Friday, 30 May 2008

Live and animal

An article in today's Guardian about improvised theatre caught my attention, linking the liveness of exciting theatre/performance and the animal.

"In Improbable," he {Lee Simpson, co-artistic director} says, "we recently had the thought that really good theatre is like a shy deer you coax onto the stage. But if you ask it the wrong question or even just get an odd feeling, it bolts.

"Now, one way of solving that is just to say, 'Fuck it. If we shoot it and stuff it, it'll be on stage every night.' It'll be stuffed and dead. But it'll look like a deer. So that's the choice. Would you rather have a stuffed deer every single night? Or would you rather try coaxing the living, breathing deer on stage, in the full knowledge that there will be nights when it just runs away and won't come back?".,,2282516,00.html

Saturday, 17 May 2008

A fundraising campaign: 500 people, €100 each

I launched a fundraising campaign recently to raise money to make a new dance piece for the theatre. To make it I'll use the material I've been developing through this residency. This doesn't mean I'm abandoning the investigation in public spaces; but I am ready to translate the knowledge gained from my research to the conventions of the theatre. There's a public in there too that I don't want to neglect. This research was never about undermining the presentation of dance in theatre but about extending its reach by taking the skills and specificity of dance in to environments where they could challenge and be challenged by unfamiliarity.

Or maybe I'm losing my nerve, anxious to maintain my reputation as a choreographer by presenting work in familiar packaging, eventhough the content is the same which ever box I come in.

In any case it's not an easy translation. The conventions of theatrical experimentation start asserting themselves as soon as I think about making a piece for the stage. What stage? When will it be free? Who will fund the work? Who will light it? What music? etc.

The exhilaration I've felt making this work outdoors in public spaces, (though let's not forget its dependency on the Dublin City Council residency and Arts Council support) derives from its relative spontanaeity and independence. If I make work in a theatre, then how do I retain the integrity of the work, or how, at least, do I find a way to make the architecture of the theatrical presentation a suitable home for this new work?

This fundraising campaign is different way of dealing with the architecture. Here's a letter I've sent out asking for help:

You can help me make a new dance piece.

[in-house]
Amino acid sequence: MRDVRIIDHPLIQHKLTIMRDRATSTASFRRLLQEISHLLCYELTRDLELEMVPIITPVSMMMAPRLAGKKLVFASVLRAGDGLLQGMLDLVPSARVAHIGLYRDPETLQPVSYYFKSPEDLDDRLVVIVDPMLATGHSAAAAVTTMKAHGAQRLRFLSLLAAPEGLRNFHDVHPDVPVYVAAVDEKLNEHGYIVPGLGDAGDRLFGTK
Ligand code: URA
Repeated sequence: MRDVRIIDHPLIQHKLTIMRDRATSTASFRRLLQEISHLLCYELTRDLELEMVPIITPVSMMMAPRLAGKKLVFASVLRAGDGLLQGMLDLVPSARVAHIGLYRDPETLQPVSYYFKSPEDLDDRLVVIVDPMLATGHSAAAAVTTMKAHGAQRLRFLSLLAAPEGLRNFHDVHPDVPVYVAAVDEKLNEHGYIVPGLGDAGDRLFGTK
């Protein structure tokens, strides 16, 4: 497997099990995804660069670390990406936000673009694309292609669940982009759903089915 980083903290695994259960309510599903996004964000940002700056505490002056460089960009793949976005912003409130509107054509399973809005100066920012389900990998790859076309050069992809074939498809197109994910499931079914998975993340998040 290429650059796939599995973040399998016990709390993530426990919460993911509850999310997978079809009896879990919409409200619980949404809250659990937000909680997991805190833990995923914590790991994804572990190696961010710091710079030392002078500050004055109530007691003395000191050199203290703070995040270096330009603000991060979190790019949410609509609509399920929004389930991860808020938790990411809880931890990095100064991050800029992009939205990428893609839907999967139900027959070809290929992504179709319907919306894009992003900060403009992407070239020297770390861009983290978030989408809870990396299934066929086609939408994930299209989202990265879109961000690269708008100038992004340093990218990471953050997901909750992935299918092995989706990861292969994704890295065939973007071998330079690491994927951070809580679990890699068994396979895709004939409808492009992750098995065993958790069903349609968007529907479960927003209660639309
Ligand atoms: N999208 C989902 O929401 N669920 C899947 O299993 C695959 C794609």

I am looking for 500 people to donate €100 each.
In return I’ll be inviting you to see the show, celebrating what’s possible with the help of others and, if you want, I’ll be keeping you up to date with how the work in progressing. Of course, I’ll be thanking you a lot too.

This isn’t the usual way that dance performances get made in Ireland.
It’s something different.
It grows out of a failure. I missed an Arts Council application deadline. However, even though I was upset, ashamed and disappointed, I knew that I wanted to make this new piece because it needed to me made and not because I wanted to get some Arts Council funding. So I had to find another way to raise the necessary funds.

I’m asking your help because I think this new piece is important and could be beautiful.

It’s going to be called Niche and it’s about finding a place for ourselves, a niche, in an environment that’s changing all the time. It’s about living in cities with cranes on the skyline, about communities that aren’t like we remember. It’s about excitement and loss and it’s something I think we can all connect to.

It will premiere in Project Arts Centre on 22nd October.

I have four wonderful dancers from around the world whose movement moves me and I want to be able to share their skills with you in this new piece,

If you can contribute €100 to this piece, please send a cheque, making it payable to Project Arts Centre/ Niche, to

Project Arts Centre,
39 East Essex Street,
Temple Bar,
Dublin 2,

If you pass by Project and prefer to drop in, they’ll be able to help you there too.

When you make a contribution, make sure you leave your contact details. Project will issue you with a receipt and also a number so that you know how the appeal is going. And I’ll be in contact.

If you can’t make a contribution, you could pass this information to someone you think might; and please come to see the show.

Sunday, 4 May 2008

Match at BAMOIC

Matthew and I perform in the Beijing Art Museum of the Imperial City.

Performing Match somewhere like BAMOIC is a complex series of compromises. I'm clear that I don't need a stage to show the work but I do need space for the long lines of the piece's energy to be visible. So I can't perform in the small courtyard with its mix of cobbled stones, stone seats and trees. Part of me feels bad for not being adaptable enough but I suppose it's clear to me that this work has to be about the negotiation between what I've prepared and what I find. The work can't be completely determined by the environment. There needs to be an integrity in the work that offers the possibility of redefining the environment in which it unfolds. The work claims the space it needs, where it needs it: though it can only claim what it needs from what is available.